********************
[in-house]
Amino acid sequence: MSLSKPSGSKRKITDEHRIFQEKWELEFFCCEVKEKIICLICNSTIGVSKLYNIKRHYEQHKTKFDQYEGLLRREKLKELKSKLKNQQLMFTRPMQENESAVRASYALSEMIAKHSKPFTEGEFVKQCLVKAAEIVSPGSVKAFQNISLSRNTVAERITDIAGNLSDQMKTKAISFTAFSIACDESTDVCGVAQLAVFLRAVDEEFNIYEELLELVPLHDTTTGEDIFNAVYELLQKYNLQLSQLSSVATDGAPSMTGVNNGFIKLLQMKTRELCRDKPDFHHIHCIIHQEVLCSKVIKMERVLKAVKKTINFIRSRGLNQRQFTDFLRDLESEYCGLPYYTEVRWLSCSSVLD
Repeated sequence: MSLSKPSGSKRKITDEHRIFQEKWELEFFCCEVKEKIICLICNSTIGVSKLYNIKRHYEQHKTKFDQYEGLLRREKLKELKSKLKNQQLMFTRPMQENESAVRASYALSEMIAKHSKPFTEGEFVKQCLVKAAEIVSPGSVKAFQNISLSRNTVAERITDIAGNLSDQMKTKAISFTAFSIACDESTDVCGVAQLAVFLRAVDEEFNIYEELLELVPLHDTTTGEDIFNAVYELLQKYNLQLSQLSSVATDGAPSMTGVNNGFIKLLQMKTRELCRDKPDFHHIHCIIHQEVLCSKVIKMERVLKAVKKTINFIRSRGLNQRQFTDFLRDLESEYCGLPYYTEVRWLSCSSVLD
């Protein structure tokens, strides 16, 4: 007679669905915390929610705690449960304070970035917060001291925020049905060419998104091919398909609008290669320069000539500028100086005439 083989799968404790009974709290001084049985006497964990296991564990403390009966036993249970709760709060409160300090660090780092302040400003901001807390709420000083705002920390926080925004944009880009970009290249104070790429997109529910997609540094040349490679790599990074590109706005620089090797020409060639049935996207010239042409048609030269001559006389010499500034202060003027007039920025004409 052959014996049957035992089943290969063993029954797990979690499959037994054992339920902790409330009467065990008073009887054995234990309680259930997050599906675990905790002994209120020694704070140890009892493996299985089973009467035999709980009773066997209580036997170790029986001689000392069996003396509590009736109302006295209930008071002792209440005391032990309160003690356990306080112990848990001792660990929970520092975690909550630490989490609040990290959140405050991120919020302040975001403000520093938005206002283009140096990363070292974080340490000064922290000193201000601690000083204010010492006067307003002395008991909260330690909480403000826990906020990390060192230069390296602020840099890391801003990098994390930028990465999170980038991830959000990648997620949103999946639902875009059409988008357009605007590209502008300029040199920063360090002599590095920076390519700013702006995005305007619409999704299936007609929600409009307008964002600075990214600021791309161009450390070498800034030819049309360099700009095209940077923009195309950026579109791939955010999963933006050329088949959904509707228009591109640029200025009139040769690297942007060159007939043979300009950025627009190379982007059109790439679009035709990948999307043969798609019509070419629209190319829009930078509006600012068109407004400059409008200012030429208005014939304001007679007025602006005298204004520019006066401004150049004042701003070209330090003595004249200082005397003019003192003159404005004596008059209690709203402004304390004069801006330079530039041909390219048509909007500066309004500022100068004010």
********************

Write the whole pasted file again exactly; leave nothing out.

[in-house]
Amino acid sequence: MSLSKPSGSKRKITDEHRIFQEKWELEFFCCEVKEKIICLICNSTIGVSKLYNIKRHYEQHKTKFDQYEGLLRREKLKELKSKLKNQQLMFTRPMQENESAVRASYALSEMIAKHSKPFTEGEFVKQCLVKAAEIVSPGSVKAFQNISLSRNTVAERITDIAGNLSDQMKTKAISFTAFSIACDESTDVCGVAQLAVFLRAVDEEFNIYEELLELVPLHDTTTGEDIFNAVYELLQKYNLQLSQLSSVATDGAPSMTGVNNGFIKLLQMKTRELCRDKPDFHHIHCIIHQEVLCSKVIKMERVLKAVKKTINFIRSRGLNQRQFTDFLRDLESEYCGLPYYTEVRWLSCSSVLD
Repeated sequence: MSLSKPSGSKRKITDEHRIFQEKWELEFFCCEVKEKIICLICNSTIGVSKLYNIKRHYEQHKTKFDQYEGLLRREKLKELKSKLKNQQLMFTRPMQENESAVRASYALSEMIAKHSKPFTEGEFVKQCLVKAAEIVSPGSVKAFQNISLSRNTVAERITDIAGNLSDQMKTKAISFTAFSIACDESTDVCGVAQLAVFLRAVDEEFNIYEELLELVPLHDTTTGEDIFNAVYELLQKYNLQLSQLSSVATDGAPSMTGVNNGFIKLLQMKTRELCRDKPDFHHIHCIIHQEVLCSKVIKMERVLKAVKKTINFIRSRGLNQRQFTDFLRDLESEYCGLPYYTEVRWLSCSSVLD
């Protein structure tokens, strides 16, 4: 007679669905915390929610705690449960304070970035917060001291925020049905060419998104091919398909609008290669320069000539500028100086005439 083989799968404790009974709290001084049985006497964990296991564990403390009966036993249970709760709060409160300090660090780092302040400003901001807390709420000083705002920390926080925004944009880009970009290249104070790429997109529910997609540094040349490679790599990074590109706005620089090797020409060639049935996207010239042409048609030269001559006389010499500034202060003027007039920025004409 052959014996049957035992089943290969063993029954797990979690499959037994054992339920902790409330009467065990008073009887054995234990309680259930997050599906675990905790002994209120020694704070140890009892493996299985089973009467035999709980009773066997209580036997170790029986001689000392069996003396509590009736109302006295209930008071002792209440005391032990309160003690356990306080112990848990001792660990929970520092975690909550630490989490609040990290959140405050991120919020302040975001403000520093938005206002283009140096990363070292974080340490000064922290000193201000601690000083204010010492006067307003002395008991909260330690909480403000826990906020990390060192230069390296602020840099890391801003990098994390930028990465999170980038991830959000990648997620949103999946639902875009059409988008357009605007590209502008300029040199920063360090002599590095920076390519700013702006995005305007619409999704299936007609929600409009307008964002600075990214600021791309161009450390070498800034030819049309360099700009095209940077923009195309950026579109791939955010999963933006050329088949959904509707228009591109640029200025009139040769690297942007060159007939043979300009950025627009190379982007059109790439679009035709990948999307043969798609019509070419629209190319829009930078509006600012068109407004400059409008200012030429208005014939304001007679007025602006005298204004520019006066401004150049004042701003070209330090003595004249200082005397003019003192003159404005004596008059209690709203402004304390004069801006330079530039041909390219048509909007500066309004500022100068004010």